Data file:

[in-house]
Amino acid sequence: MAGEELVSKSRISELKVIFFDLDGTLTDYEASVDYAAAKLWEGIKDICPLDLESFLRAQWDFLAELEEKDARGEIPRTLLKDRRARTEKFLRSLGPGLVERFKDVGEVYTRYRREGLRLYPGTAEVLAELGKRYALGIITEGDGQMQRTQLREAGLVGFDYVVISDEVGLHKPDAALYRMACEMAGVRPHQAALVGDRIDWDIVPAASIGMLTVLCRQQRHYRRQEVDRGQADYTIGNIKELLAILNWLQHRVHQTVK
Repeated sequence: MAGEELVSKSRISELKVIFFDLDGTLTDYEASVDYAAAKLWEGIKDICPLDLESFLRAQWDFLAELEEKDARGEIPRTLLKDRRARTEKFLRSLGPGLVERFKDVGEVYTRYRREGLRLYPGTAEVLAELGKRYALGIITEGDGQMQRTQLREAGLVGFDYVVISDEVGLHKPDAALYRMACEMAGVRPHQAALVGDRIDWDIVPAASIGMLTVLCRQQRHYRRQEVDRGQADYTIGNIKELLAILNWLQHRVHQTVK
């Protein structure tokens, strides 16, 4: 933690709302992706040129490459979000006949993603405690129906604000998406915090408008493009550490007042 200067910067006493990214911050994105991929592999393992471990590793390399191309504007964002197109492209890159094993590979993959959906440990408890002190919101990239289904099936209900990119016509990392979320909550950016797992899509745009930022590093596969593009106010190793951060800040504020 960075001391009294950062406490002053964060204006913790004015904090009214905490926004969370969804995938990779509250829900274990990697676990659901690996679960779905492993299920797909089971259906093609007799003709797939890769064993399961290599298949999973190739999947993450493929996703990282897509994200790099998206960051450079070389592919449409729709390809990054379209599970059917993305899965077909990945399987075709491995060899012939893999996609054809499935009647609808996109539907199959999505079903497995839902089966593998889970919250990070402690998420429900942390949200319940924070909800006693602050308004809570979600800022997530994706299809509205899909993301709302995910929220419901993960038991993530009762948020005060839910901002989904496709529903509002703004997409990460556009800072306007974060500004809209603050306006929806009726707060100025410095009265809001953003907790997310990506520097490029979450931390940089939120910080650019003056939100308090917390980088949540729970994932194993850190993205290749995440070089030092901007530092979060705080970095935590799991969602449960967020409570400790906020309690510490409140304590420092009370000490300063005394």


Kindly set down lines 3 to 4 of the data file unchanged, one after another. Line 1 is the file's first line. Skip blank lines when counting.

Repeated sequence: MAGEELVSKSRISELKVIFFDLDGTLTDYEASVDYAAAKLWEGIKDICPLDLESFLRAQWDFLAELEEKDARGEIPRTLLKDRRARTEKFLRSLGPGLVERFKDVGEVYTRYRREGLRLYPGTAEVLAELGKRYALGIITEGDGQMQRTQLREAGLVGFDYVVISDEVGLHKPDAALYRMACEMAGVRPHQAALVGDRIDWDIVPAASIGMLTVLCRQQRHYRRQEVDRGQADYTIGNIKELLAILNWLQHRVHQTVK
């Protein structure tokens, strides 16, 4: 933690709302992706040129490459979000006949993603405690129906604000998406915090408008493009550490007042 200067910067006493990214911050994105991929592999393992471990590793390399191309504007964002197109492209890159094993590979993959959906440990408890002190919101990239289904099936209900990119016509990392979320909550950016797992899509745009930022590093596969593009106010190793951060800040504020 960075001391009294950062406490002053964060204006913790004015904090009214905490926004969370969804995938990779509250829900274990990697676990659901690996679960779905492993299920797909089971259906093609007799003709797939890769064993399961290599298949999973190739999947993450493929996703990282897509994200790099998206960051450079070389592919449409729709390809990054379209599970059917993305899965077909990945399987075709491995060899012939893999996609054809499935009647609808996109539907199959999505079903497995839902089966593998889970919250990070402690998420429900942390949200319940924070909800006693602050308004809570979600800022997530994706299809509205899909993301709302995910929220419901993960038991993530009762948020005060839910901002989904496709529903509002703004997409990460556009800072306007974060500004809209603050306006929806009726707060100025410095009265809001953003907790997310990506520097490029979450931390940089939120910080650019003056939100308090917390980088949540729970994932194993850190993205290749995440070089030092901007530092979060705080970095935590799991969602449960967020409570400790906020309690510490409140304590420092009370000490300063005394």